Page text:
Spear Marketing, Inc. v. BancorpSouth Bank
In a suit alleging trade secret theft of ideas related to a software program, the U.S. Court of Appeals for the Fifth Circuit affirmed both a lower court’s denial of remand to state court based on complete copyright preemption and its subsequent summary judgment ruling, holding that the claim of trade secret theft was in fact a doomed copyright infringement claim. Spear Marketing, Inc. v. BancorpSouth Bank, Case No. 14-10753 (5th Cir., June 30, 2015) (Wiener, J.).
Spear Marketing, Inc. (SMI) is a small business with a single software product called VaultWorks for use by the banking industry to manage cash inventories. VaultWorks employs an online interface for user operability, and accordingly none of the users actually access the software itself. ARGO is a competitor of SMI, which also develops software for the banking industry. A customer of both SMI and ARGO, BancorpSouth Bank (BCS) used VaultWorks from SMI to manage its cash inventories and BANKPRO Teller from ARGO to automate customer transaction processing.
To expand its product line, ARGO began developing its own cash management program called Cash Inventory Optimization (CIO), which it intended to bundle with BANKPRO Teller. CIO uses different predictive algorithms than VaultWorks and is installed directly onto a bank’s operating system. ARGO pitched CIO to BCS as an upgrade to its BANKPRO Teller system.
Concurrently with ARGO’s attempt to transition BCS away from VaultWorks and to CIO, SMI and ARGO entered into discussions for ARGO to acquire SMI. In connection with those discussions, ARGO represented that it neither had, nor was developing, a cash management product similar to VaultWorks. Relying on this representation, SMI demonstrated VaultWorks to ARGO, simultaneously disclosing confidential business and technical information. ARGO chose not to acquire SMI. Subsequently, BCS decided to replace VaultWorks with CIO. During the transition to CIO, and to validate the software’s functionality, BCS provided historical cash usage data to ARGO in the form of various screen shots of the VaultWorks user interface.
SMI filed suit against BCS and ARGO in a Texas state court, alleging 10 Texas state law causes of action and claiming theft of its technical and business trade secrets related to VaultWorks. The case was removed to federal court on Argo’s argument that SMI’s claims were completely preempted by the Copyright Act. Thereafter, SMI amended its complaint to remove certain causes of action and various references to copying and distribution; it also moved for remand back to state court. The federal district court denied remand and, after discovery, dismissed all of SMI’s remaining claims on summary judgment. SMI appealed, arguing that its trade secret claims fell outside of the purview of the Copyright Act because ideas, processes and methods are themselves excluded from protection.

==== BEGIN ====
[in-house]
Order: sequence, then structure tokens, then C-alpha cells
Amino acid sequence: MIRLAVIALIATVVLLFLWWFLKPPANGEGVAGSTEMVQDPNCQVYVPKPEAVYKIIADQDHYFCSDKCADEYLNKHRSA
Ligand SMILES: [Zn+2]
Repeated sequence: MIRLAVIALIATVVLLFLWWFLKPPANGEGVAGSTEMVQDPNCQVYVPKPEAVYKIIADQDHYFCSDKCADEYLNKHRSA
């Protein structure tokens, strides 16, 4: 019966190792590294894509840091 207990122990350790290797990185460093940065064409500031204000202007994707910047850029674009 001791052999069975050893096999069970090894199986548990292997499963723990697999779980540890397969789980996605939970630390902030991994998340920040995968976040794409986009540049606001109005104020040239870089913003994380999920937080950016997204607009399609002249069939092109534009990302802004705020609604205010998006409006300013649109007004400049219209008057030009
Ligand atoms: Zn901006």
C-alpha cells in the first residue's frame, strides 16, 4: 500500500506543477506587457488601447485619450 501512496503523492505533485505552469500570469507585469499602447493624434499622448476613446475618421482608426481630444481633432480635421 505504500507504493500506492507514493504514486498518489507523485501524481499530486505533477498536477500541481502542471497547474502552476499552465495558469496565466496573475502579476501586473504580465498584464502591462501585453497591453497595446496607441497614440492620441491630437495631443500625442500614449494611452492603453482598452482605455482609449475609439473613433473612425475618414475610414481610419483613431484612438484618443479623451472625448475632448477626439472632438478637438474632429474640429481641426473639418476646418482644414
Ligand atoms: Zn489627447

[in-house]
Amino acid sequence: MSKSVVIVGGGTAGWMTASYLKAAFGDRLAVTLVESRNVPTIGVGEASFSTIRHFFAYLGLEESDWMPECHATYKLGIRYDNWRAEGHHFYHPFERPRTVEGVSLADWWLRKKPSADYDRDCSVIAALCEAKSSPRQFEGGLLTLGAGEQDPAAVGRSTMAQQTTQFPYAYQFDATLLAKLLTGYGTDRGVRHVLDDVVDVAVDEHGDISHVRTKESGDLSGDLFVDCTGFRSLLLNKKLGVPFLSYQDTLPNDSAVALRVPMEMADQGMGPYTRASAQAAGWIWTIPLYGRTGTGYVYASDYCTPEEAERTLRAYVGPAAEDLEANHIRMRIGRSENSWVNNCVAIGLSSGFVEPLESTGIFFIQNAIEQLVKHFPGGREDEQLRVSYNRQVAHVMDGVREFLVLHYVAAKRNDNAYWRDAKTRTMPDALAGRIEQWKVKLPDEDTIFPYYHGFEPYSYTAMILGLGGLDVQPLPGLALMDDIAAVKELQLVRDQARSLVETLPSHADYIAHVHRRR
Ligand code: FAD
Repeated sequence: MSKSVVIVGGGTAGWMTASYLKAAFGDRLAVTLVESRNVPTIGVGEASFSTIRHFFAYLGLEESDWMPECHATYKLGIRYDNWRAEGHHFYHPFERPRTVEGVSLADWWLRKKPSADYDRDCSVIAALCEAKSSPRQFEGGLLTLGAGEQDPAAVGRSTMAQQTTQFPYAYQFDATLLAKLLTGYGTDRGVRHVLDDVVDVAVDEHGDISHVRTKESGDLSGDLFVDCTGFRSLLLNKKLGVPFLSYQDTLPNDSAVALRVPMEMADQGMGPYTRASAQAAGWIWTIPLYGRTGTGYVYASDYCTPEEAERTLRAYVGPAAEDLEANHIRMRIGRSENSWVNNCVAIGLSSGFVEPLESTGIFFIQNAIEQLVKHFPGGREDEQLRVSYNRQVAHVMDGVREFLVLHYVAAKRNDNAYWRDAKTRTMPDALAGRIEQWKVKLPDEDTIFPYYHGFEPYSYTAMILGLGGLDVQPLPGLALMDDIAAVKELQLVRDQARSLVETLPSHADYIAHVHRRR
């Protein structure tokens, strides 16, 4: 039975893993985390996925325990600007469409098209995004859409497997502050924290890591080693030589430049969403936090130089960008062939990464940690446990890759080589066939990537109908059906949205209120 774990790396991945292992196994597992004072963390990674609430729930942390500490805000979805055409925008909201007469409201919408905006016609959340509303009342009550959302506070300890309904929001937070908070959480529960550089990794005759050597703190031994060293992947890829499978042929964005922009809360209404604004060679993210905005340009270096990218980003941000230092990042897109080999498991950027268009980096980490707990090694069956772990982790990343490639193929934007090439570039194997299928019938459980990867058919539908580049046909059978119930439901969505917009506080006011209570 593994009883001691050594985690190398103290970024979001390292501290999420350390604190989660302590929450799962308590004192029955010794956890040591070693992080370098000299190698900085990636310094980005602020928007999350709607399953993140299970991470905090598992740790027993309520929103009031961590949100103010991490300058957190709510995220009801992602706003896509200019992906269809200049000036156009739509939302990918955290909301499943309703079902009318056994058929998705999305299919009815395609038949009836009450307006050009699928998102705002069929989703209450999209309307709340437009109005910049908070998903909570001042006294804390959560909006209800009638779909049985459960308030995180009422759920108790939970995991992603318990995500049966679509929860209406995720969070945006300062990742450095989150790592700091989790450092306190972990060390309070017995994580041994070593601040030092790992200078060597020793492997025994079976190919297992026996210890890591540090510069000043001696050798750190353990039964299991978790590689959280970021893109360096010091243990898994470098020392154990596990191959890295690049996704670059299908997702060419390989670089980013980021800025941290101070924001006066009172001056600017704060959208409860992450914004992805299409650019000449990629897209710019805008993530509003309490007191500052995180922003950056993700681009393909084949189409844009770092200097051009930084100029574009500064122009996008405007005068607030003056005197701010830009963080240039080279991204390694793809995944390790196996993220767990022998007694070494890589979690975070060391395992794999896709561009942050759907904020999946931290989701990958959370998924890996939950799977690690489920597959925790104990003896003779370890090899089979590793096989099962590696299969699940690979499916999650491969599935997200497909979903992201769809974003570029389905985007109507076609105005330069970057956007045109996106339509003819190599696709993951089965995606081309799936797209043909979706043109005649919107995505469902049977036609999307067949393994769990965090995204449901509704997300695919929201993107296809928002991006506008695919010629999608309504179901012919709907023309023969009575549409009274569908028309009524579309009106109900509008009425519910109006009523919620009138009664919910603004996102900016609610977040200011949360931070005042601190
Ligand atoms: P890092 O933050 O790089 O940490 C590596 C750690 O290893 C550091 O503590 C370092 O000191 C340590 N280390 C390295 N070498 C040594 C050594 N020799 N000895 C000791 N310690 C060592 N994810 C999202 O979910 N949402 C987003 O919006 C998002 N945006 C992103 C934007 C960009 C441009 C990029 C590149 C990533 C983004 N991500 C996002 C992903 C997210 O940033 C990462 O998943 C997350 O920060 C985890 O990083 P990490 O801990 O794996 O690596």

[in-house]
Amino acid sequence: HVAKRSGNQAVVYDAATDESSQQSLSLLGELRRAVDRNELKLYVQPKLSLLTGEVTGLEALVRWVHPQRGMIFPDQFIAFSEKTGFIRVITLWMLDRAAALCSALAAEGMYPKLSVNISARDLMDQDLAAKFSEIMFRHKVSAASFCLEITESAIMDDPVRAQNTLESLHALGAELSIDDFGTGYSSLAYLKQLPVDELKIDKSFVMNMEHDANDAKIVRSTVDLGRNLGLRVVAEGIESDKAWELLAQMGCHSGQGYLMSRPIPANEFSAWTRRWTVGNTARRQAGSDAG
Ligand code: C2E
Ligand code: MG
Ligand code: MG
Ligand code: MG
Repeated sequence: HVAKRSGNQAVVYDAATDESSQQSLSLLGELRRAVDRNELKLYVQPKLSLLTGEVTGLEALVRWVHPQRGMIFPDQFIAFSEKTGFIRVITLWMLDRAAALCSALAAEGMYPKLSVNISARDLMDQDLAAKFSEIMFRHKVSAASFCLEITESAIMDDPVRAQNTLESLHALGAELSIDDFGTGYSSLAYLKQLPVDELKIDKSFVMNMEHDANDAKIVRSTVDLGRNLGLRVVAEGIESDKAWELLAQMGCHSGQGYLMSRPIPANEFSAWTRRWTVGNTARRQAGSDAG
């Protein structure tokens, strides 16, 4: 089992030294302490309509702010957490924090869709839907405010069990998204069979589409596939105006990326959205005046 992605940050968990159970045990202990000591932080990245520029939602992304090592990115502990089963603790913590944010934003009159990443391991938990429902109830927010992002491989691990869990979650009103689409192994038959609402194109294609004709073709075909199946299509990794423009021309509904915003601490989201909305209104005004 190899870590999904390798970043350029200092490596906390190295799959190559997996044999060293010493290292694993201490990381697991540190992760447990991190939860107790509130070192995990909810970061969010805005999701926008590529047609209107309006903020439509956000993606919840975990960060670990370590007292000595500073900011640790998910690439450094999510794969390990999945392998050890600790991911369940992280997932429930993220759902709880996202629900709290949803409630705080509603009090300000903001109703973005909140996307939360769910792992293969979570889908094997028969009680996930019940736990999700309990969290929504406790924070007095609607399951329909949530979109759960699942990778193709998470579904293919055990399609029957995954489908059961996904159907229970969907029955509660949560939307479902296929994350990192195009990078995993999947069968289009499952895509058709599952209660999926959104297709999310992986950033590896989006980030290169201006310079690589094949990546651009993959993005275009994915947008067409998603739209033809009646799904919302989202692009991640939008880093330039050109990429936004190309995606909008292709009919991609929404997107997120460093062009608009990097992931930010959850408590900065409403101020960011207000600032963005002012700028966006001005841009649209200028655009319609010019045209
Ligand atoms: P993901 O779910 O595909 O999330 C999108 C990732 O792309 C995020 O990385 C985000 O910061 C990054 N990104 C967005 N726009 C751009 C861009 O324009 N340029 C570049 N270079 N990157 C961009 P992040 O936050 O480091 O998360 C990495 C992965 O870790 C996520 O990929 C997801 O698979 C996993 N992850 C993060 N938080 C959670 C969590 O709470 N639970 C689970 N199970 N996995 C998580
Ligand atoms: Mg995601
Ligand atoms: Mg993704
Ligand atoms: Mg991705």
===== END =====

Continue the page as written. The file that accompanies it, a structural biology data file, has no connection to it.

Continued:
As an issue of first impression, the 5th Circuit addressed the intersection of trade secret law and the breadth of federal copyright preemption. Specifically, the 5th Circuit explained that ideas, processes and methods fixed in a tangible medium of expression may be copyrightable subject matter for preemption purposes, even though such subject matter is not actually copyrightable. The 5th Circuit first reiterated that grounds for removal are based on the complaint as originally filed, not subsequent amendments. Next, the court explained to determine whether there is preemption by the Copyright Act, a two-prong test is applied: does the cause of action fall within the subject matter of copyright and does the cause of action protects rights that are equivalent to the exclusive rights of a federal copyright. Both prongs must be satisfied for preemption.
While actual copying of VaultWorks would fall within the subject matter of copyright, SMI had not alleged mere copying, but wrongful access, disclosure and theft of its trade secrets. Indeed, SMI’s complaint was directed to theft of know-how, ideas, procedures, processes, systems, methods of operation and concepts, all of which are excluded from copyright protection. Nevertheless, according to the court, while these processes and methods are excluded from copyright protection, they are not outside of the scope of copyright. Undeniably, SMI’s claims were based on ideas fixed in a tangible software medium, and thus were within the scope of copyright subject matter for the purposes of preemption under the Copyright Act.
Further, the court concluded that SMI’s claims were equivalent to the exclusive rights of a federal copyright because its various claims relating to copying, communicating and transmitting of its trade secrets were qualitatively the same as a copyright infringement claim. Moreover, summary judgement as to SMI’s claims was proper. SMI failed to establish substantial similarity between VaultWorks and CIO and waived its right to appeal with respect to the remaining claims for failure to proffer authority or argument thereabout.